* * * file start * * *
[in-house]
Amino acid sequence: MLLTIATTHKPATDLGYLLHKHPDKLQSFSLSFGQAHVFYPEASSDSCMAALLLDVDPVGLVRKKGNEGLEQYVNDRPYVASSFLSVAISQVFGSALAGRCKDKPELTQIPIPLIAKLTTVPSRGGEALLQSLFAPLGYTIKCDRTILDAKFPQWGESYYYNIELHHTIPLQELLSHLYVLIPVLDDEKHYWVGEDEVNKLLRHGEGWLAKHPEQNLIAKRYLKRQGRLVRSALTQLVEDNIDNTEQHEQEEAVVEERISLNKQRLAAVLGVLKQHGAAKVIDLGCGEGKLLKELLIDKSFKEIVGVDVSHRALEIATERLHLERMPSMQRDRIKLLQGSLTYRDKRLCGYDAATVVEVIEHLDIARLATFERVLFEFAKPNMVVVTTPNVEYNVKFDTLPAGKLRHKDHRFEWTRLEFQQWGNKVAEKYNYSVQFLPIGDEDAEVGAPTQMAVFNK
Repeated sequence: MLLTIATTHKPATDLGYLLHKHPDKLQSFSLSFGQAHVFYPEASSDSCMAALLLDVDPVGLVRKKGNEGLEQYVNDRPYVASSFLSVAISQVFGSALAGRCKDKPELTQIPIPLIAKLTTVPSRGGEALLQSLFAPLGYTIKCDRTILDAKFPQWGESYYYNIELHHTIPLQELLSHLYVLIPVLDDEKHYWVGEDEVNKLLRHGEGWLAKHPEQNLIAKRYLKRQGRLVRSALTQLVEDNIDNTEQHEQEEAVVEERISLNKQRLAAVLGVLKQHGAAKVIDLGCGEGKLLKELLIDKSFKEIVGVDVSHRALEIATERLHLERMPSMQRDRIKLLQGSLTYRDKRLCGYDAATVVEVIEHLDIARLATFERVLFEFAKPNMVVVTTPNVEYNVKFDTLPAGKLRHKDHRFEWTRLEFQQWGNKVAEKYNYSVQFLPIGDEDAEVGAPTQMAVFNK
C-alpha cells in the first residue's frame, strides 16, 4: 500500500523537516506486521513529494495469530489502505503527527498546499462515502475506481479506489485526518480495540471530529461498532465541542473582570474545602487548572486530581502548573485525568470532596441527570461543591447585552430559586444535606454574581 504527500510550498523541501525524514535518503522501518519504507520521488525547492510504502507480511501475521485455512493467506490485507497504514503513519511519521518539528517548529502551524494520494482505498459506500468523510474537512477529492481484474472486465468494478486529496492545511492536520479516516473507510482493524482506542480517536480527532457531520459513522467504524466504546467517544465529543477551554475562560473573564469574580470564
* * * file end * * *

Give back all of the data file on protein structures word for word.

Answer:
[in-house]
Amino acid sequence: MLLTIATTHKPATDLGYLLHKHPDKLQSFSLSFGQAHVFYPEASSDSCMAALLLDVDPVGLVRKKGNEGLEQYVNDRPYVASSFLSVAISQVFGSALAGRCKDKPELTQIPIPLIAKLTTVPSRGGEALLQSLFAPLGYTIKCDRTILDAKFPQWGESYYYNIELHHTIPLQELLSHLYVLIPVLDDEKHYWVGEDEVNKLLRHGEGWLAKHPEQNLIAKRYLKRQGRLVRSALTQLVEDNIDNTEQHEQEEAVVEERISLNKQRLAAVLGVLKQHGAAKVIDLGCGEGKLLKELLIDKSFKEIVGVDVSHRALEIATERLHLERMPSMQRDRIKLLQGSLTYRDKRLCGYDAATVVEVIEHLDIARLATFERVLFEFAKPNMVVVTTPNVEYNVKFDTLPAGKLRHKDHRFEWTRLEFQQWGNKVAEKYNYSVQFLPIGDEDAEVGAPTQMAVFNK
Repeated sequence: MLLTIATTHKPATDLGYLLHKHPDKLQSFSLSFGQAHVFYPEASSDSCMAALLLDVDPVGLVRKKGNEGLEQYVNDRPYVASSFLSVAISQVFGSALAGRCKDKPELTQIPIPLIAKLTTVPSRGGEALLQSLFAPLGYTIKCDRTILDAKFPQWGESYYYNIELHHTIPLQELLSHLYVLIPVLDDEKHYWVGEDEVNKLLRHGEGWLAKHPEQNLIAKRYLKRQGRLVRSALTQLVEDNIDNTEQHEQEEAVVEERISLNKQRLAAVLGVLKQHGAAKVIDLGCGEGKLLKELLIDKSFKEIVGVDVSHRALEIATERLHLERMPSMQRDRIKLLQGSLTYRDKRLCGYDAATVVEVIEHLDIARLATFERVLFEFAKPNMVVVTTPNVEYNVKFDTLPAGKLRHKDHRFEWTRLEFQQWGNKVAEKYNYSVQFLPIGDEDAEVGAPTQMAVFNK
C-alpha cells in the first residue's frame, strides 16, 4: 500500500523537516506486521513529494495469530489502505503527527498546499462515502475506481479506489485526518480495540471530529461498532465541542473582570474545602487548572486530581502548573485525568470532596441527570461543591447585552430559586444535606454574581 504527500510550498523541501525524514535518503522501518519504507520521488525547492510504502507480511501475521485455512493467506490485507497504514503513519511519521518539528517548529502551524494520494482505498459506500468523510474537512477529492481484474472486465468494478486529496492545511492536520479516516473507510482493524482506542480517536480527532457531520459513522467504524466504546467517544465529543477551554475562560473573564469574580470564